Crystal Violet Assay

One hundred microliters of 1% crystal violet solution were added to each well of a microtiter plate containing graft discs and incubated at room temperature for 5 min. Subsequently, the graft discs were transferred into the wells of another microtiter plate to wash out the excessive amounts of crystal violet twice with 200μl PBS. After the aspiration of PBS and drying overnight, 50 μl of absolute ethanol were added, followed by shaking the plate and incubation for 10 min. After the graft discs were removed, absorbance was measured at 570 nm via a spectrophotometer. Hands-on time for the Cry assay was 1:10 h, incubation time 12 h, results were available after 13:10 h.

CFU Count

The number of CFUs of vital bacteria was measured by plating of serial dilutions onto the solid medium. For this, the vascular grafts were rinsed with 100 μl PBS and sonicated for 10 min in order to detach and disrupt the biofilm from the graft material into a recovery medium. After removal of graft discs, the serial dilutions of well content were plated on tryptic soy agar (TSA) in triplicate. After incubation for 18 ± 2 h at 36°C the numbers of colonies were counted. Hands-on time for the CFU assay was 2:30 h, incubation time 12 h, results were available after ~14:30 h.

Statistical Analysis

The statistical analysis was performed with software IBM SPSS Statistics for Windows (release 24, Chicago, IL; USA). Categorical variables are expressed as frequency and percentage whereas continuous variables were presented as mean ± SD. Before statistically testing, the Kolmogorov-Smirnov test was used to analyze each continuous variable for its normal distribution. Because the samples were not normally distributed, the non-parametric tests were used. The Mann-Whitney U-test was used for comparison of non-parametric variables of two independent study groups. The Pearson correlation coefficient (r) was used to evaluate the relationship between two continuous variables ATP vs. CFU on polystyrene surface, on Dacron and on PTFE and while CFU vs. Cry could be only determined on polystyrene surface because of the high staining background of Cry on the vascular material. Linear regression model was used to estimate the relationship between the dependent variable ATP and the independent variable CFU or Cry. The coefficient of determination (R2) was calculated as a statistical measure of how well the regression line approximates the real data points. Differences were considered significant at p < 0.05. Measurement accuracy of the ATP assay was calculated as coefficient of variability (CV) by estimating inter- and intra-assay variance.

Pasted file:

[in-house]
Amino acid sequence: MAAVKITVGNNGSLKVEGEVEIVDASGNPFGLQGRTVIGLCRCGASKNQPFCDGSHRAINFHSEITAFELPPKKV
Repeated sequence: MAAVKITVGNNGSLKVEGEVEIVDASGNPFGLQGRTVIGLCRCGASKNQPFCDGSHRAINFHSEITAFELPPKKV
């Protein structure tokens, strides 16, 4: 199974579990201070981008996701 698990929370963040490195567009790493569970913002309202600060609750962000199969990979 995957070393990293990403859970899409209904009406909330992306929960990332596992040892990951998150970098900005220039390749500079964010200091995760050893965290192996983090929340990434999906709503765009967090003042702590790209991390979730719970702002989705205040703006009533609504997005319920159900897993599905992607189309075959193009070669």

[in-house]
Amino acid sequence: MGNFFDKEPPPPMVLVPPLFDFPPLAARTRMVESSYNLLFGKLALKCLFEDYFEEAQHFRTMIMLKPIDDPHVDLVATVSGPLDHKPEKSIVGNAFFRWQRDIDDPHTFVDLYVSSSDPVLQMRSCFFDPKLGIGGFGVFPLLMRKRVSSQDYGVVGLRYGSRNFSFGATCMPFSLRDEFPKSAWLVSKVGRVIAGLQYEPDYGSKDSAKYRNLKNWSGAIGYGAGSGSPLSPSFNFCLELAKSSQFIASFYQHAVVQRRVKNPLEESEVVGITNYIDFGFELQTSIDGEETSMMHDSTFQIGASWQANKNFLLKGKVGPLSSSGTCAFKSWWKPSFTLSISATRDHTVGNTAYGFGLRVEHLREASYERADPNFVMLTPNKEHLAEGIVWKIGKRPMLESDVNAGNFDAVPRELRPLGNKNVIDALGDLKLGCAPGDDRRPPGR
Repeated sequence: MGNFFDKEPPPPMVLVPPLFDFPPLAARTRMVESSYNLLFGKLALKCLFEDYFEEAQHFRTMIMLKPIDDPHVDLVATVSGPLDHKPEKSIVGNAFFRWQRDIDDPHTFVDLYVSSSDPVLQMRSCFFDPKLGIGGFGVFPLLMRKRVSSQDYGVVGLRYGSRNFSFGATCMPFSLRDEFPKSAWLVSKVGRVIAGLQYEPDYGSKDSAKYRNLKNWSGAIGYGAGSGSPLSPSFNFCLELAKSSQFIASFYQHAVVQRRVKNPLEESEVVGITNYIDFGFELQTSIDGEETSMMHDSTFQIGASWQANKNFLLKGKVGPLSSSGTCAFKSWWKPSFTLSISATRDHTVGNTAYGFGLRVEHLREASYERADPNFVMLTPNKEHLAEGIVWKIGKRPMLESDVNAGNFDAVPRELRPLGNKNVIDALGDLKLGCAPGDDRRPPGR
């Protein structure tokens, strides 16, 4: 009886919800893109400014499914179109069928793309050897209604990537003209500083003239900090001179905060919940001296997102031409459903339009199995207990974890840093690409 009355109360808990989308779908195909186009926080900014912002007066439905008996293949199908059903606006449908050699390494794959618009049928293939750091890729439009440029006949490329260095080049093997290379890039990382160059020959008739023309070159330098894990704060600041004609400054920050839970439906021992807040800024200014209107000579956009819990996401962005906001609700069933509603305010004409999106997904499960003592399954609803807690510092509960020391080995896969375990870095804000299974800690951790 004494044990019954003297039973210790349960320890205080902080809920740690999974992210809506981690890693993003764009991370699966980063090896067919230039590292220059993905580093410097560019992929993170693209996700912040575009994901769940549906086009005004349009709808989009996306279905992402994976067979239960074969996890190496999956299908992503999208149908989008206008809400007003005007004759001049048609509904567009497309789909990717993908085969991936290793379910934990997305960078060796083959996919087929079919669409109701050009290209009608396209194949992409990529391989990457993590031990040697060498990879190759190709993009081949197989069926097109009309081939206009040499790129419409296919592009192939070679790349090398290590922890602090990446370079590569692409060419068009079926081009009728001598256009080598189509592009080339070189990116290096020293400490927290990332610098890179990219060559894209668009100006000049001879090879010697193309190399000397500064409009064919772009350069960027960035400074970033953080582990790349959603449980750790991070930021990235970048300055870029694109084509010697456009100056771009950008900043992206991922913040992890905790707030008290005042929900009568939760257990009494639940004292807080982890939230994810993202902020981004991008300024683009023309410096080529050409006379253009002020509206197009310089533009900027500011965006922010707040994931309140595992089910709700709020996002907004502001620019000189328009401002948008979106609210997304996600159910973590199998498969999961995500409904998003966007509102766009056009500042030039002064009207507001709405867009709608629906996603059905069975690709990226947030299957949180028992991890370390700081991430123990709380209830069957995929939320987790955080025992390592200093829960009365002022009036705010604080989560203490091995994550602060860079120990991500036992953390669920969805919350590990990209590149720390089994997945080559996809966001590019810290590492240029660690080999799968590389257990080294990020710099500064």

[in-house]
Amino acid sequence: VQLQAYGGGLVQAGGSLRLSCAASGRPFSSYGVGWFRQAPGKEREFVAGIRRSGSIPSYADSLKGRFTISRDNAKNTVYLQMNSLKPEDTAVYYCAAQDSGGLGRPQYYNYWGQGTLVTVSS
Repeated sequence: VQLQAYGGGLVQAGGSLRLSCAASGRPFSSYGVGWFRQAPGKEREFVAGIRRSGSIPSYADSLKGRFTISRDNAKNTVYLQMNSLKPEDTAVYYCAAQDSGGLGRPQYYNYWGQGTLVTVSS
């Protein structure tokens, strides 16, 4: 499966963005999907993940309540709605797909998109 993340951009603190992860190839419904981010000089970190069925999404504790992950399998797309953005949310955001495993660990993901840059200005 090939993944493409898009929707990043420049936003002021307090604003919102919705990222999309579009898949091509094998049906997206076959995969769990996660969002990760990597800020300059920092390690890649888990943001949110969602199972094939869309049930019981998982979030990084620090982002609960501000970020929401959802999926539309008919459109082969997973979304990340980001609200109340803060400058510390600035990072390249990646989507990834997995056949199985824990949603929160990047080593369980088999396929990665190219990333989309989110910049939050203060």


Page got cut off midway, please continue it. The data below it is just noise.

SEM Documentation of Bacterial Biofilms

SEM documentation of bacterial biofilms revealed a distinctly recognizable biofilm on the single threads of the knitted Dacron surface (Figures 2A–C). In contrast, the much smoother PTFE surface revealed accumulated bacterial groups, which were more scattered (Figures 2D–F).


Figure 2. SEM analysis of vascular graft material: upper row: on Dacron fiber, lower row: on PTFE surface: (A) knitted structure; (B) fibers; (C) S. aureus strain SH1000 biofilm on Dacron fiber. (D,E) PTFE surface in different magnifications; (F) S. aureus strain SH1000 on PTFE.

Biofilm Quantification

All three assay methods could quantify biofilms on the PS control surface (Figure 3). The reproducibility of the ATP-assay presented an inter-assay-variance of 2.1 and an intra-assay variance of 8.1 on polystyrene. The growth pattern of the biofilm revealed an increase in bacterial biomass from 4 to 18 h incubation time in all three assay methods.